Fat Tire Tuesday: Impossible Adventures

On my Fat Bike Adventure

On my Fat Bike Adventure

This Fat Tuesday I thought I would take a look into the fat bike genre. As a Mardi Gras enthusiast, I was originally motivated by the pun of ‘Fat Bike Tuesday’ and decided the best way to research the bikes was to ride one. Upon initial inspection, they look utterly ridiculous. The massive 4 inch tires seem like they would be a hindrance rather than a benefit, yet the ride was surprisingly smooth and unbelievably fun. I plowed over piles of snow like it was my job and felt like a beast when I passed other cyclist. Yet as I rode around the local bike trails I couldn’t help but wonder why there were Fat Bikes at all. Were they a concept designed for sheer snow demolishing fun or was there more?

A few quick google searches later and I was surprised to see that the event that sparked the history of the fat bike was just as extreme and over the top as any New Orleans Mardi Gras celebration.



In 1987 Joe Redington Sr., who is known for establishing the Iditarod Trail Sled Dog Race set out to create a 200 mile bike race following the Iditarod trail from Knik to Skwentna. The Iditabike was the begining of extreme winter bicycle races. It was designed to test the endurance of the cyclist and perseverance of the human body and mind. Twenty men and six women took on the challenge that first year. Self-described as “the most remote and exposed race in the world”, the poorly marked route the cyclist traveled covered the vast Alaskan wilderness; there are no roads, few villages, and although the mountains, lakes, and Northern Lights are beautiful the Alaskan tundra and open waters can also be very dangerous. Hypothermia complete with hallucinations, frostbite, changing weather, avalanche danger, getting lost from the course and depleted energy is a very harsh reality.  Which is why the cyclist would spend hours meticulously planning and preparing what they packed on their bike to sustain themselves and keep warm.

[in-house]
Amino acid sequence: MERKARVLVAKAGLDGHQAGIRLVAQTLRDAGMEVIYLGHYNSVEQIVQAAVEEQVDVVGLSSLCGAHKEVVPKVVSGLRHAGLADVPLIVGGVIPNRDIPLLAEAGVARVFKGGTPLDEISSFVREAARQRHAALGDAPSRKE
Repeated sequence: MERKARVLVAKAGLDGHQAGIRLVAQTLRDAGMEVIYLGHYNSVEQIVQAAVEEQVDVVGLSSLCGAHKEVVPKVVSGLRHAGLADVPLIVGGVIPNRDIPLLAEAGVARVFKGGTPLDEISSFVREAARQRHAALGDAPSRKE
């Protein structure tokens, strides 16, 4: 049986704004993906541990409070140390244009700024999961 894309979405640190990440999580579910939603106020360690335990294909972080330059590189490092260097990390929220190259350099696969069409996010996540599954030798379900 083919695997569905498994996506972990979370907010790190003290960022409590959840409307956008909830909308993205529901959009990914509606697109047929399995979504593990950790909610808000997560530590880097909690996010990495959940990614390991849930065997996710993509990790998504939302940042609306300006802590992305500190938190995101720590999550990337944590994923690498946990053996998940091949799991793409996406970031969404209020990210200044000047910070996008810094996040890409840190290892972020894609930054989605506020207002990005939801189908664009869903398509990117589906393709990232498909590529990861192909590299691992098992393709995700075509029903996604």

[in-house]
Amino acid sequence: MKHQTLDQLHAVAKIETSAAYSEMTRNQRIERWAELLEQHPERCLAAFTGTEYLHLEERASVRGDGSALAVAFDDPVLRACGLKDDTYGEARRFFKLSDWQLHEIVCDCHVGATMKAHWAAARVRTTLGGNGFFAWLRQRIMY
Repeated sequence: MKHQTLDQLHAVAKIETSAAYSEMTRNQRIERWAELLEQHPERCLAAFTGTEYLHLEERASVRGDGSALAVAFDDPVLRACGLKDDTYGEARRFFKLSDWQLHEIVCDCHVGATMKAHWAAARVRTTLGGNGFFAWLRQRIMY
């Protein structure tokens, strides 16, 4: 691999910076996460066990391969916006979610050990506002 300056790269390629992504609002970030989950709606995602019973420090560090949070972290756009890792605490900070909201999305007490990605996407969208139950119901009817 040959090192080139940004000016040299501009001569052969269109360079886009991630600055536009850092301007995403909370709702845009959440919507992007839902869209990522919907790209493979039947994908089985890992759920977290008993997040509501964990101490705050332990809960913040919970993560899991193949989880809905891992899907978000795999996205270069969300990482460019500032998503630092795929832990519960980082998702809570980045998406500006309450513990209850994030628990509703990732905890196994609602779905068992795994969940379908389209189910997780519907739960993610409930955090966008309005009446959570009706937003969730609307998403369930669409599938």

The other thing that concerned the cyclists was how to prepare their bikes for better floatation and traction on the snow. Participants searched for the widest possible rims and tires they could find in order to give them an advantage over the other racers by increasing their tire footprint. Some participants would even try to further modify their existing tires. Simon Rakower, who was in charge of technical support for the Iditabike, took off on that idea and began to experiment with welding two rims together. He then cut out the middle ridge creating one 44mm rim that would still fit on the frame of the mountain bikes the cyclist were using. Bikes equipped with these extra-large rims would soon become known as fat tire bikes and would be available for sale to winter cyclist, but it would take several years before the public at large caught on.

The Iditarod Trail

The Iditarod Trail

In 1991 the Iditabike combined with skiing and foot endurance races to create a single event, the Iditasport. The last year of the historic Iditasport was 2001. Three races were conducted simultaneously that year. The 130 mile Iditasport race which finished at Finger Lake, the Iditasport Extreme, a 350 mile race which finished at McGrath, and the Iditasport Impossible continued to Nome for a total of 1,100 miles. The race began with a 30 mile trek to Finger Lake where all the racers had to attend a mandatory campout so that their gear could be assessed to ensure that they would be able to survive sleeping in the Alaskan outdoors with just a sleeping bag as their shelter for the remainder of the race. According to one rider the biggest mistake you can make when sleeping outdoors is opening your sleeping bag which is why he would store a heated water bottle in his sleeping bag with him at night and use that to create heat, quench his thirst, and relieve himself during the night. It may be gross, but in extreme conditions opening your sleeping bag could be the difference between life and death.